A Clinical Trial on the Effects of Different Regimens of Phenylephrine on Maternal Hemodynamic After Spinal Anesthesia for Cesarean Section

AUTHORS

Mahshid Nikooseresht 1 , Mohammad Ali Seifrabiei 2 , Pouran Hajian 1 , Shadab Khamooshi 1 , *

1 Department of Anesthesiology, Hamadan University of Medical Sciences, Hamadan, Iran

2 Department of Community Medicine, Hamadan University of Medical Sciences, Hamadan, Iran

How to Cite: Nikooseresht M, Seifrabiei M A , Hajian P, Khamooshi S. A Clinical Trial on the Effects of Different Regimens of Phenylephrine on Maternal Hemodynamic After Spinal Anesthesia for Cesarean Section, Anesth Pain Med. Online ahead of Print ; 10(4):e58048. doi: 10.5812/aapm.58048.

ARTICLE INFORMATION

Anesthesiology and Pain Medicine: 10 (4); e58048
Published Online: July 19, 2020
Article Type: Research Article
Received: July 15, 2017
Revised: May 5, 2020
Accepted: May 28, 2020
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Abstract

Background: Phenylephrine is used to prevent and treat hypotension during spinal anesthesia for cesarean delivery.

Objectives: The present study aims to investigate the effects of different regimens of phenylephrine on blood pressure of candidates for the cesarean section.

Methods: In this double-blind, randomized clinical trial, a total of 120 candidates of elective cesarean delivery under spinal anesthesia was randomly categorized into three groups. Groups 1, 2, and 3 received bolus and prophylactic saline (control group), prophylactic bolus phenylephrine (100 µg), and prophylactic phenylephrine infusion (50 µg/min), respectively. The incidence of hypotension, maternal hemodynamics, hypertension, rescue phenylephrine dose, nausea, and vomit were compared between the groups.

Results: In all the three groups, the incidence of nausea and vomit, bradycardia, hypertension, and neonatal Apgar score were not statistically different (P > 0.05). However, the adjuvant phenylephrine dose requirement was remarkably different. Moreover, the mean systolic blood pressure differed significantly in the second and 7th minutes after the spinal block (P < 0.05). 35% in the first group, 15% in the second group, and 2.5% in the third group had hypotension (P = 0.001). Apart from the first measurement after spinal anesthesia, the mean heart rate showed no significant difference between the groups.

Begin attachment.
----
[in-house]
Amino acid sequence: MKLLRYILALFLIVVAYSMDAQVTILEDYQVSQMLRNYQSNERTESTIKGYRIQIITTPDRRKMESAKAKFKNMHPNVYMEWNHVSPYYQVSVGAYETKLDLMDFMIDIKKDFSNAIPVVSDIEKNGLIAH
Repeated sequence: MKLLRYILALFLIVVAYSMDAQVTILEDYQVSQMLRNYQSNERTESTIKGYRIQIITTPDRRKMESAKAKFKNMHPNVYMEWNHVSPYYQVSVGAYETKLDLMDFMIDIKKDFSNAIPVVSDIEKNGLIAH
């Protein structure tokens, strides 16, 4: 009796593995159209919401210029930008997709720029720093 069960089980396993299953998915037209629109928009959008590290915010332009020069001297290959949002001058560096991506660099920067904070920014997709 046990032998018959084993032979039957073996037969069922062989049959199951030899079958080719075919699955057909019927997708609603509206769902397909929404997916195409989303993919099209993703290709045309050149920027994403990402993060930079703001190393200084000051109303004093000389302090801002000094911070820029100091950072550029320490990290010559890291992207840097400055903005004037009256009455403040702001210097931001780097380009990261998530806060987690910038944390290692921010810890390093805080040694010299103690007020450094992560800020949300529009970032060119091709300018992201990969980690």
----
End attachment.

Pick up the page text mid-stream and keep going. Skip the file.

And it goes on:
Conclusions: The use of prophylactic phenylephrine infusion is recommended to control the optimal blood pressure in parturients undergoing cesarean section after spinal anesthesia.

Copyright © 2020, Author(s). This is an open-access article distributed under the terms of the Creative Commons Attribution-NonCommercial 4.0 International License (http://creativecommons.org/licenses/by-nc/4.0/) which permits copy and redistribute the material just in noncommercial usages, provided the original work is properly cited.

1. Background

In recent years, several studies have been performed to introduce useful drugs in reducing complications of anesthesia during cesarean section (1). Studies have shown that both regional anesthesia and general anesthesia are appropriate and acceptable methods in the cesarean section. Regarding the drawbacks of general anesthesia such as difficult airway or aspiration of gastric contents, regional anesthesia has been accepted as the preferred technique for cesarean section (2). Although various types of regional anesthesia can be used in the cesarean section, spinal anesthesia is the most common method due to its convenience, low drug dosage, rapid onset, and time-efficiency (3). Spinal anesthesia has become a popular method in cesarean as it provides a fast, deep, symmetric and high quality sensory and motor block (3, 4).

One of the most common complications of spinal anesthesia, especially in pregnant women, is hypotension. If effective measures are not taken to prevent it, the incidence of hypotension will be about 80% (5, 6). The main cause of hypotension and bradycardia in spinal anesthesia is the hindered activity of the sympathetic nervous system (7). This can lead to blood pooling in lower limbs and hypotension intensified by the aortocaval pressure of the enlarged uterus. To maintain the maternal cardiac output and arterial pressure, the liberal use of crystalloids and colloids is not sufficient, so the use of vasopressors is required to prevent and treat hypotension (8-10). Recent data do not support the use of ephedrine as the primary therapeutic option to prevent or treat maternal hypotension after spinal anesthesia (11, 12).

Phenylephrine is a selective α1-adrenergic agonist. Its rapid onset and short duration of action have made it an appropriate and effective infusion drug (13). Unlike ephedrine, phenylephrine leads to increased umbilical PH which in turn ensures enough umbilical blood circulation (14). Considering the advantages of phenylephrine, it is currently the first-line choice to prevent spinal hypotension during cesarean (15). Some studies have investigated the phenylephrine usage as bolus or infusion to maintain maternal arterial blood pressure during spinal anesthesia; however, more studies are required to determine the best regimen and dose of phenylephrine with an emphasis on maternal and neonatal outcomes (15, 16).